Beavan, V, Read, J, Cartwright, C (2011). The prevalence of voice-hearers in the general population: a literature review. Journal of Mental Health 20, 281292.
Bebbington, P, Jonas, S, Kuipers, E, King, M, Cooper, C, Brugha, T, Meltzer, J, McManus, S, Jenkins, R (2011). Childhood sexual abuse and psychosis: data from a cross-sectional national psychiatric survey in England. British Journal of Psychiatry 199, 2937.
Beck, AT (1979). Cognitive Therapy for Emotional Disorders. Penguin: New York.
Birchwood, M, Chadwick, P (1997). The omnipotence of voices: testing the validity of a cognitive model. Psychological Medicine 27, 13451353.
Brett, CMC, Peters, EP, Johns, LC, Tabraham, P, Valmaggia, LR, McGuire, P (2007). Appraisals of anomalous experiences interview (AANEX): a multidimensional measure of psychological responses to anomalies associated with psychosis. British Journal of Psychiatry 191 (Suppl. 51), S23S30.
Chadwick, P, Birchwood, M (1994). The omnipotence of voices. A cognitive approach to auditory hallucinations. British Journal of Psychiatry 164, 190201.
Clark, DM (1999). Anxiety disorders: why they persist and how to treat them. Behaviour Research and Therapy 37 (Suppl. 1), S5S27.
Cottam, S, Paul, SN, Doughty, OJ, Carpenter, L, Al-Mousawi, A, Karvounis, S, Done, J (2011). Does religious belief enable positive interpretation of auditory hallucinations? A comparison of religious voice hearers with and without psychosis. Cognitive Neuropsychiatry 16, 403421.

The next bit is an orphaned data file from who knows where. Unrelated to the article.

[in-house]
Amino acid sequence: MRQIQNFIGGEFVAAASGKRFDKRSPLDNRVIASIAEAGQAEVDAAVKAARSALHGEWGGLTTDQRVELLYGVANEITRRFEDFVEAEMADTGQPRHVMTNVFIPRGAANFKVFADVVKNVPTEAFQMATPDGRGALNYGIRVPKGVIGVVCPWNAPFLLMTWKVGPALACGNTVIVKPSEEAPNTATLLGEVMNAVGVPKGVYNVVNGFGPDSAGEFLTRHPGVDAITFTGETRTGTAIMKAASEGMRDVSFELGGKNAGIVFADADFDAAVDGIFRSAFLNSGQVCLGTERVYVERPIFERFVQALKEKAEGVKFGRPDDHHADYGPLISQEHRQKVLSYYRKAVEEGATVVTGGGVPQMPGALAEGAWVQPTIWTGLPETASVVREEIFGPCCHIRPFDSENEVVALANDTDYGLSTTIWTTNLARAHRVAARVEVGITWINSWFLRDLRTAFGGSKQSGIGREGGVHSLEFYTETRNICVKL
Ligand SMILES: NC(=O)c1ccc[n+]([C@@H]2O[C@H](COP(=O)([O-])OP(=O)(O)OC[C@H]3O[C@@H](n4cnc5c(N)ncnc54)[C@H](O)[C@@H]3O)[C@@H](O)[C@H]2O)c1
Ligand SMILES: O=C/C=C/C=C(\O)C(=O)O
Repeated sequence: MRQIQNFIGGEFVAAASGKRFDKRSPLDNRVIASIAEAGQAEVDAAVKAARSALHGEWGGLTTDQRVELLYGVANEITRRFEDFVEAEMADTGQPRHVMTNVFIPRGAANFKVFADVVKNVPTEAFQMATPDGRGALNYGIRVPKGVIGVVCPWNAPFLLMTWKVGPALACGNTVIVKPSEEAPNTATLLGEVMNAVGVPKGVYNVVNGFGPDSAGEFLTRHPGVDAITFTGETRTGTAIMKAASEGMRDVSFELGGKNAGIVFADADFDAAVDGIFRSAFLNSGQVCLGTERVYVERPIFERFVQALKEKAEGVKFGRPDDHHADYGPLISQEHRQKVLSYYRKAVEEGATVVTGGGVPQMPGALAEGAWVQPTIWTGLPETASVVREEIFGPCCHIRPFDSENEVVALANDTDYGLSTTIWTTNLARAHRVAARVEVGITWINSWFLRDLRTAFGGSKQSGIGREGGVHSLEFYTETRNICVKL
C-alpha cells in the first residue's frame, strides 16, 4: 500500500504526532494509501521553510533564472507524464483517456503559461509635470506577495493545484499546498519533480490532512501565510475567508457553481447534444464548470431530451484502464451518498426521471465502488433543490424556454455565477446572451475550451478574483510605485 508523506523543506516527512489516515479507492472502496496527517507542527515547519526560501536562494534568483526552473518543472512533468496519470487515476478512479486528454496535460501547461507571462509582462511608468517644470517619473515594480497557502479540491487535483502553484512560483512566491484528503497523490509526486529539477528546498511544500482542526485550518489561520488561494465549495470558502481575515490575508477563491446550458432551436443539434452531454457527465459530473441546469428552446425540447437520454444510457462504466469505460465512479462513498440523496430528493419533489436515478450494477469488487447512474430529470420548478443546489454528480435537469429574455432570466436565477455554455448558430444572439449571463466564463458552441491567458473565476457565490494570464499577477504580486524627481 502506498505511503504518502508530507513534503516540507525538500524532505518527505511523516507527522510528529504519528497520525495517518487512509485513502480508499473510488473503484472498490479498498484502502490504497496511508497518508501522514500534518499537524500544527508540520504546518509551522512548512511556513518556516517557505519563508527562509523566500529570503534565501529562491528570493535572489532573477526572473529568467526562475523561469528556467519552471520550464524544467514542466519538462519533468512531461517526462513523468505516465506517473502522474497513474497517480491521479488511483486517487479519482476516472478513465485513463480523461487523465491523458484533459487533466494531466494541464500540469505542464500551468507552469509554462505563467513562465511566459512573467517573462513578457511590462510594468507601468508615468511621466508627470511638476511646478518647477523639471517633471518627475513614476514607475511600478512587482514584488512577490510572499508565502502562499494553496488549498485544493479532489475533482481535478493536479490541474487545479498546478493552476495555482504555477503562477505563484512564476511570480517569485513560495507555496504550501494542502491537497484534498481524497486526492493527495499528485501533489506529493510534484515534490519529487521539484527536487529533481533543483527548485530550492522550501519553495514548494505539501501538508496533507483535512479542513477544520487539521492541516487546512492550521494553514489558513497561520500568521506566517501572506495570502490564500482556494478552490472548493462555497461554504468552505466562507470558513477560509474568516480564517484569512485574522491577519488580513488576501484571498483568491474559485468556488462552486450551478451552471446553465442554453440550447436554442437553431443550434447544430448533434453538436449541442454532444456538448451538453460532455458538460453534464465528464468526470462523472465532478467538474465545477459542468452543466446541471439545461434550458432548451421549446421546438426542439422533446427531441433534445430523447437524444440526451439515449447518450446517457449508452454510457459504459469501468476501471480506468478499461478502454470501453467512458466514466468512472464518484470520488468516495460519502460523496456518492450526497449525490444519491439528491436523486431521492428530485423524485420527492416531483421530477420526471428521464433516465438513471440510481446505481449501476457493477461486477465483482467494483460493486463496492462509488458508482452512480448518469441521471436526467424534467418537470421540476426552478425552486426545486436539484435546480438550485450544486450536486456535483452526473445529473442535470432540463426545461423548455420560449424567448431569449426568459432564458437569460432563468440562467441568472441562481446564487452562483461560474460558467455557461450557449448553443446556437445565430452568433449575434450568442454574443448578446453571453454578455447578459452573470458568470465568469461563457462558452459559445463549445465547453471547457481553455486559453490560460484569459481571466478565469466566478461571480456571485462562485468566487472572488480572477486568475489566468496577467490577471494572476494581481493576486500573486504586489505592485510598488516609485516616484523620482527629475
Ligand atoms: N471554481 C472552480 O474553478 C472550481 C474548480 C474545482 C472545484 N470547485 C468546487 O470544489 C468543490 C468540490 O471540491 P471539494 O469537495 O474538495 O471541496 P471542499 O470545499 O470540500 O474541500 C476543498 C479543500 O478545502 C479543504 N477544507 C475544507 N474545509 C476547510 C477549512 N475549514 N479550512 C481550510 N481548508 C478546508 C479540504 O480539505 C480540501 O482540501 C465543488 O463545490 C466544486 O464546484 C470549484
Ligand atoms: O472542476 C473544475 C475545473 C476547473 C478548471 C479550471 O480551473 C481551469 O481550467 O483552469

Daalman, K, Boks, MPM, Diederen, KMJ, de Weijer, AD, Blom, JD, Kahn, RS, Sommer, IEC (2011). The same or different? A phenomenological comparison of auditory verbal hallucinations in healthy and psychotic individuals. Journal of Clinical Psychiatry 72, 320325.
Daalman, K, Diederen, KMJ, Derks, EM, van Lutterveld, R, Kahn, RS, Sommer, IEC (2012). Childhood trauma and auditory verbal hallucinations. Psychological Medicine 42, 24752484.
Diederen, KM, Daalman, K, de Weijer, AD, Neggers, SF, van Gastel, W, Blom, JD, Kahn, RS, Sommer, IEC (2011). Auditory hallucinations elicit similar brain activation in psychotic and nonpsychotic individuals. Schizophrenia Bulletin 38, 10741082.
Escher, S, Romme, M, Buiks, A, Delespaul, P, van Os, J (2002). Independent course of childhood auditory hallucinations: a sequential 3-year follow-up study. British Journal of Psychiatry 181 (Suppl. 43), s10s18.
Evans, JS, Newstead, SE, Byrne, RMJ (1993). Human Reasoning: The Psychology of Deduction. Lawrence Erlbaum Associates Ltd: Hove.
First, MB, Spitzer, RL, Gibbon, M, Williams, JBW (1995). The Structured Clinical Interview for DSM-III-R Personality Disorders (SCID-II). Part 1: description. Journal of Personality Disorders 9, 8391.
Freeman, D, Dunn, G, Fowler, D, Bebbington, P, Kuipers, E, Emsley, R, Jolley, S, Garety, P (2012). Current paranoid thinking in patients with delusions: the presence of cognitive-affective biases. Schizophrenia Bulletin. Published online 7 December 2012. doi:10.1093/schbul/sbs145.